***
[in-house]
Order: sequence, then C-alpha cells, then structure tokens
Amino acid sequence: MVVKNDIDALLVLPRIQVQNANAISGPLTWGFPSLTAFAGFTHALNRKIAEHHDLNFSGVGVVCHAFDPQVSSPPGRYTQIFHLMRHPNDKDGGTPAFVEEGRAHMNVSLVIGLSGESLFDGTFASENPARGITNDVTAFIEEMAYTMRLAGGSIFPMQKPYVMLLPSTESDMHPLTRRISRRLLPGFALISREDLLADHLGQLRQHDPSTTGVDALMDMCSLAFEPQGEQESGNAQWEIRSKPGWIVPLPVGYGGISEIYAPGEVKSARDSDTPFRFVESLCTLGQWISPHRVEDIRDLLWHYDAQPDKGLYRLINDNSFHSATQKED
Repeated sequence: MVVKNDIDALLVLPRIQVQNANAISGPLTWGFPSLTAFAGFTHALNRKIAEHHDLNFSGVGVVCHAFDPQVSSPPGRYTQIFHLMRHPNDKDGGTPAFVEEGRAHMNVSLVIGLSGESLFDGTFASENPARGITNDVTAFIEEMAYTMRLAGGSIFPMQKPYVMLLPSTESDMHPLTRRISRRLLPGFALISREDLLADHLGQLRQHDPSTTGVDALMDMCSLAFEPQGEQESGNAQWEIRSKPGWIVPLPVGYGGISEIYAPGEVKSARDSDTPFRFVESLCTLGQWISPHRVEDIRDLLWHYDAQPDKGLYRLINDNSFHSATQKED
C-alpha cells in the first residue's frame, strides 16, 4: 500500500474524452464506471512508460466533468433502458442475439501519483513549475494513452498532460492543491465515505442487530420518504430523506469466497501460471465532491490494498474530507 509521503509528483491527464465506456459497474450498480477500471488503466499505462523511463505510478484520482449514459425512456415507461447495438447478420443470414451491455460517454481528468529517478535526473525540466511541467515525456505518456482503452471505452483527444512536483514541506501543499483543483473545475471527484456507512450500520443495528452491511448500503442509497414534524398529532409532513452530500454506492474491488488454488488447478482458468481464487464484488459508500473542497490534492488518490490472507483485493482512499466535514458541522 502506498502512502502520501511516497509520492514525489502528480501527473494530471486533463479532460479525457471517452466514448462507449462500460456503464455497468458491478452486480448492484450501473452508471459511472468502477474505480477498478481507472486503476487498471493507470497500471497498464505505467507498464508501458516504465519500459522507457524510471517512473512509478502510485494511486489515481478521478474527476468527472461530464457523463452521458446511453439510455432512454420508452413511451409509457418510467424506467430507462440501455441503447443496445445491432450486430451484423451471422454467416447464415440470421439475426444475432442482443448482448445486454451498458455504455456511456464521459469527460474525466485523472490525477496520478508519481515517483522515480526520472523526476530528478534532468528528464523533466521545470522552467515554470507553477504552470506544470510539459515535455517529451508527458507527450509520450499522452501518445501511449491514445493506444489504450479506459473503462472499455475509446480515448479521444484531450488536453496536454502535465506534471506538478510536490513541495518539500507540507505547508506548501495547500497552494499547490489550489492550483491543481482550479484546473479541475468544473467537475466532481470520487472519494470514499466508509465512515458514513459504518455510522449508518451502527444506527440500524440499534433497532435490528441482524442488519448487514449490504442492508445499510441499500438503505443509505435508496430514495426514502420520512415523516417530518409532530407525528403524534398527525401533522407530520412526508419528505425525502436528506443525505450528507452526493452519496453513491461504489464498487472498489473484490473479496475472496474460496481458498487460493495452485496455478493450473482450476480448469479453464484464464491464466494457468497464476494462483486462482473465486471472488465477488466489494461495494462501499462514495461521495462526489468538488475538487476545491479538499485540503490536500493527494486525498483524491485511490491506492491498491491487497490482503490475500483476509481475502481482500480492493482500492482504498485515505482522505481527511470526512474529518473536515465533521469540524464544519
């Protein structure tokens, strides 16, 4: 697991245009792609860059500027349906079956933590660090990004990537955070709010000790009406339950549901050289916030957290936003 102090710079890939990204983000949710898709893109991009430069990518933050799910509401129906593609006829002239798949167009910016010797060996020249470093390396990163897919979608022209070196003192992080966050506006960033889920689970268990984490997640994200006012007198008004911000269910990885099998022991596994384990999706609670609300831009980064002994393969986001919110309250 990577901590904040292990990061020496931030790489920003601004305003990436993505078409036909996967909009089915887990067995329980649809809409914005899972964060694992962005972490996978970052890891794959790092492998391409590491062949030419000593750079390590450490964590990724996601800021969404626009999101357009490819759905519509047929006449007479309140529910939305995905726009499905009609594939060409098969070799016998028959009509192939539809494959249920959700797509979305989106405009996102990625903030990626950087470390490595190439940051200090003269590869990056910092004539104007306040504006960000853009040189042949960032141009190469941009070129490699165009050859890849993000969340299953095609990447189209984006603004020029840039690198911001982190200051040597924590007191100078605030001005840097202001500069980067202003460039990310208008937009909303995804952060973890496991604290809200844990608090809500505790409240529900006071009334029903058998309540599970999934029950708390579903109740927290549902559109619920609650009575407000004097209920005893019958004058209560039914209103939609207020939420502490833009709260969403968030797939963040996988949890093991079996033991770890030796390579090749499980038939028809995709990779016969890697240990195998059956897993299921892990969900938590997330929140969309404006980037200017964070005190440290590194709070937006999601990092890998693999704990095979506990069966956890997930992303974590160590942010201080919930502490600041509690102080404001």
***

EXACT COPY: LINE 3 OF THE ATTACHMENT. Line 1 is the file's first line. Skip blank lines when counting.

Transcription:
Amino acid sequence: MVVKNDIDALLVLPRIQVQNANAISGPLTWGFPSLTAFAGFTHALNRKIAEHHDLNFSGVGVVCHAFDPQVSSPPGRYTQIFHLMRHPNDKDGGTPAFVEEGRAHMNVSLVIGLSGESLFDGTFASENPARGITNDVTAFIEEMAYTMRLAGGSIFPMQKPYVMLLPSTESDMHPLTRRISRRLLPGFALISREDLLADHLGQLRQHDPSTTGVDALMDMCSLAFEPQGEQESGNAQWEIRSKPGWIVPLPVGYGGISEIYAPGEVKSARDSDTPFRFVESLCTLGQWISPHRVEDIRDLLWHYDAQPDKGLYRLINDNSFHSATQKED